enabled: false # We don't need the collector, we can just ship it directly to Tempo
  enabled: false # We don't need the Jaeger UI, we'll just use Grafana
  collectorSvcAddr: tempo-distributor.tempo.svc.cluster.local:55678 # Replace with the FQDN:Port of your Tempo Distributor service
  collectorSvcAccount: tempo # Replace with the ServiceAccount Tempo is running with

Generate the YAML needed with linkerd jaeger install -f linkerd-jaeger-values.yaml > linkerd-jaeger.yaml and apply it with kubectl apply -f linkerd-jaeger.yaml.

This will create a namespace named linkerd-jaeger that will contain the jaeger-injector.

NGINX Ingress Controller

I’ll assume that NGINX Ingress Controller has been deployed with Helm, since that seems to be the most common practice. To enable tracing, you just need to add a few lines to your values.yaml:

	enable-opentracing: "true"
	zipkin-collector-host: tempo-distributor.tempo.svc.cluster.local # Replace this with the FQDN of your Tempo Distributor service
	zipkin-service-name: nginx-internal # This will show up as a process field in the spans with the key ''. Useful if you have multiple ingress deployments

Do a helm upgrade in the normal way, and you are good to go.


To configure Grafana to emit spans, you’ll need to update your grafana.ini with the following values (replace address with the FQDN:Port of your Tempo Distributor service):

type = jaeger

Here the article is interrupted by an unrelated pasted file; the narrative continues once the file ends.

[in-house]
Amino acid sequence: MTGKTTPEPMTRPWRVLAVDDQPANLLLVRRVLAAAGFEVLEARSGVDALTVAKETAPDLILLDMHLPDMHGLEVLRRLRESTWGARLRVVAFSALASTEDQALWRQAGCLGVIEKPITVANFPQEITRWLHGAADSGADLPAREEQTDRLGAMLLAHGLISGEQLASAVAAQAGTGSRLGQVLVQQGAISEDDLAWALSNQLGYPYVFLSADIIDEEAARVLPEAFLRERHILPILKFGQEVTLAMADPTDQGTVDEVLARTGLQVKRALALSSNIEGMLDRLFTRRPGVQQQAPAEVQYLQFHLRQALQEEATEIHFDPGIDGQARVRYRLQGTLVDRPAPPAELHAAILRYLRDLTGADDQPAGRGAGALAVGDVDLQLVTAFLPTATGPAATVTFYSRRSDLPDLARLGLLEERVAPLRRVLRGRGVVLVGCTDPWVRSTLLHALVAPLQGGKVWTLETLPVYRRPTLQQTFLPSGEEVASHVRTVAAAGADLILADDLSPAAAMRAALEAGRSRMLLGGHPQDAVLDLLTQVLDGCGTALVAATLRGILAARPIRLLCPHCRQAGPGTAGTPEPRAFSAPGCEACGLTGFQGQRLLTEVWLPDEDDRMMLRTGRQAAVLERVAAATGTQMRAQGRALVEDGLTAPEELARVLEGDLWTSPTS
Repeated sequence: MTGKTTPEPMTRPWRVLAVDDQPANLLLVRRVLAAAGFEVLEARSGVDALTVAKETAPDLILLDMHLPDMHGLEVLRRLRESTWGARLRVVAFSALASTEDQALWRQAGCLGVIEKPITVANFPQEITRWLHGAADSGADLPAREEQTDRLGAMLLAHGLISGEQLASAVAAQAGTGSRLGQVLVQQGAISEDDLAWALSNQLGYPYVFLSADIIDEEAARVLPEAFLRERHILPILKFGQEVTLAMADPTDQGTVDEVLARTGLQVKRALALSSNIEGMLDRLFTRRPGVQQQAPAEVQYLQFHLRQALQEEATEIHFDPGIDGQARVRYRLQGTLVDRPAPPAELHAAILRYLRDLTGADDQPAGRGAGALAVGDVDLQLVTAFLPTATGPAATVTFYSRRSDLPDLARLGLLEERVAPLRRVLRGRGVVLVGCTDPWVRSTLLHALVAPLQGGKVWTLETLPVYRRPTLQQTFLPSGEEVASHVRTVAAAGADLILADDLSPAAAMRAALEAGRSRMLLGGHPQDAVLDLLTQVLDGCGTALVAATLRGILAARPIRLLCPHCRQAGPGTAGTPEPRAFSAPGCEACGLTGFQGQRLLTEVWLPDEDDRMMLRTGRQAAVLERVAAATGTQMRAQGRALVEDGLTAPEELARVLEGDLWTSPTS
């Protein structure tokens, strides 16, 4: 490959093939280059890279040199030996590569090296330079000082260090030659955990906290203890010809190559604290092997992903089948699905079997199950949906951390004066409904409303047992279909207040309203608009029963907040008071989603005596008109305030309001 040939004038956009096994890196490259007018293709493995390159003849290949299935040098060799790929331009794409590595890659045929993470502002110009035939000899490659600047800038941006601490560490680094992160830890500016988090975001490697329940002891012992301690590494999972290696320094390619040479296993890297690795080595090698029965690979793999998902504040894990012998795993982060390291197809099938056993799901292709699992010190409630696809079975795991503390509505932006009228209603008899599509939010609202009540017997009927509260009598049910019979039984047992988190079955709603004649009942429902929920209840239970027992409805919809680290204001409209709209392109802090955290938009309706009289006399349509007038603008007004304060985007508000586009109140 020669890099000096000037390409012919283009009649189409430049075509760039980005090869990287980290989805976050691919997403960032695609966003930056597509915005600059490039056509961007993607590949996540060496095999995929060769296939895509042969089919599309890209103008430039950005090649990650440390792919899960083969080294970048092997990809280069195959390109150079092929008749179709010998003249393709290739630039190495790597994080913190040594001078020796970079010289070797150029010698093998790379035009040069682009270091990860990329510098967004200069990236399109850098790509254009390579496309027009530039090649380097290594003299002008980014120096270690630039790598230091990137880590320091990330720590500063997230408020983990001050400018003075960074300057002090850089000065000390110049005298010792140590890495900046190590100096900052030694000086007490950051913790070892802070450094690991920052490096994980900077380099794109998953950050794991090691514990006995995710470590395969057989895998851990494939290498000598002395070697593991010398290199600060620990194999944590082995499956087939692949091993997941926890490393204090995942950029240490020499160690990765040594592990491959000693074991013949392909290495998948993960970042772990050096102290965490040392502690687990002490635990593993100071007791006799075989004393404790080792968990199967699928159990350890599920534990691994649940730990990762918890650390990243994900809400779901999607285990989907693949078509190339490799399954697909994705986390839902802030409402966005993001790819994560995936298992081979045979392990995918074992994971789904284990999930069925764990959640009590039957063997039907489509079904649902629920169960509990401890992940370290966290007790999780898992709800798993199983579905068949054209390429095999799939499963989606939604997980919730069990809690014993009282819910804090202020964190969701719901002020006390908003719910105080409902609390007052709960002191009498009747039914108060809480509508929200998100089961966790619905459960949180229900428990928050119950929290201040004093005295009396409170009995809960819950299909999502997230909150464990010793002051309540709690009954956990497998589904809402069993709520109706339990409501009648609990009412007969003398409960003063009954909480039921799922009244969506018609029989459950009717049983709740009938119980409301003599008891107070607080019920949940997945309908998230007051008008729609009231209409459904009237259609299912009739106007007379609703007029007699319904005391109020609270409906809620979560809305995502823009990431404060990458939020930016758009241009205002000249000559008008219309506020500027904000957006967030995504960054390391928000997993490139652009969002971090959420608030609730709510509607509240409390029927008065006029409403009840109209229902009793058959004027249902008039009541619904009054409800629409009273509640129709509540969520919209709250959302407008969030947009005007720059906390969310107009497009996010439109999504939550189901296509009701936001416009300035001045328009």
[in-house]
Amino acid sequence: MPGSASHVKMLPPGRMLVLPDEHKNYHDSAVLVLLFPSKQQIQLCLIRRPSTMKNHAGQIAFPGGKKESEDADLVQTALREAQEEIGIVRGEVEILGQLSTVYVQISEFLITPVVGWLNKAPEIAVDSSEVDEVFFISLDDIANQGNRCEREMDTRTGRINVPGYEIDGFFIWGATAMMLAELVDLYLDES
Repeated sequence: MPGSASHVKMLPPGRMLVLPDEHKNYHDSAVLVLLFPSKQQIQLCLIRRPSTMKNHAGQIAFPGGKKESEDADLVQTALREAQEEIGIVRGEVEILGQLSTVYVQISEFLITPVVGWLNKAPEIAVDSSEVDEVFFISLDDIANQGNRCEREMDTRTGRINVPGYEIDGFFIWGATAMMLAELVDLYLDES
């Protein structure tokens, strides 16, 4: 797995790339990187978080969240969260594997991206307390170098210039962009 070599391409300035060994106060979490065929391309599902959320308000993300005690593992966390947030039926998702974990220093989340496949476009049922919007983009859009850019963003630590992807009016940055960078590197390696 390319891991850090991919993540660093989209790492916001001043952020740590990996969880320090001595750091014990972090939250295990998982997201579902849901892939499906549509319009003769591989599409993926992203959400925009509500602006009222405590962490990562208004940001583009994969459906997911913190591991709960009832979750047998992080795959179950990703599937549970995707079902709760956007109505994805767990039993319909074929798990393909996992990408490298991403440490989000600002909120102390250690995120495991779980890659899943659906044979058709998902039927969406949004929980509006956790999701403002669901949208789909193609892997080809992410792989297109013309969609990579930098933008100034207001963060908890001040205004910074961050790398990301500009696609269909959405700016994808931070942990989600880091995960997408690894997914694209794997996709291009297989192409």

address = tempo-distributor.tempo.svc.cluster.local:6831
zipkin_propagation = true

Grafana Loki data source (optional)

If you ship your logs to Grafana Loki, you can configure your Loki data source for traceID detection.

Through the UI
Edit your Loki data source and add a Derived Field:
Name: TraceID
Regex: traceID=(\w+)
Query: ${__value.raw}
Internal Link: Checked
Dropdown: Select your Tempo data source

Testing it all out

Now, click around in Grafana a few times to generate a few requests. You then have a few choices of how to find your traces:

  • If you have activated the experimental Tempo search feature in both Grafana Tempo and Grafana:

    1. Go to Explore
    2. Select the Tempo data source
    3. Click on Search - Beta
    4. You should see some traces here
  • If you ship your Grafana logs to Loki:

    1. Go to Explore
    2. Select the Tempo data source
    3. Select Loki search
    4. Do a search for your Grafana logs, i.e.: {namespace="monitoring", job="monitoring/grafana"} or similar depending on your setup
    5. You should see some traces here
  • To grab the logs from Grafana, either directly from the pods or through your log system:

    1. Look for traceID
    2. Go to Grafana Explore
    3. Select the Tempo data source
    4. Select traceID
    5. Enter the traceID and run the query
    6. You should see a trace


The example above shows how to get tracing from the request hits in your Ingress all the way down the stack. For instance, if you run Cortex, you can enable tracing and follow your requests further down the stack.

For your own applications/services, there are several different solutions for collecting and shipping traces. One good solution is the OpenTelemetry project, which has SDKs for the most common languages and support for different export formats and propagation formats.

But first, you should test out this setup! Start a single instance of the Grafana Tempo process and ship some traces to it. Use Grafana to explore the tracing data and think about how it can fit into your stack.

To learn more about Grafana Tempo and to see a live demo, register for our free webinar “Distributed tracing with Grafana: From Tempo OSS to Enterprise” led by Grafana Labs pros on Jan. 27. 

The easiest way to get started with Tempo is with Grafana Cloud, and our forever-free tier now includes 50GB of traces along with 50GB of logs and 10K series of metrics. Sign up for free today!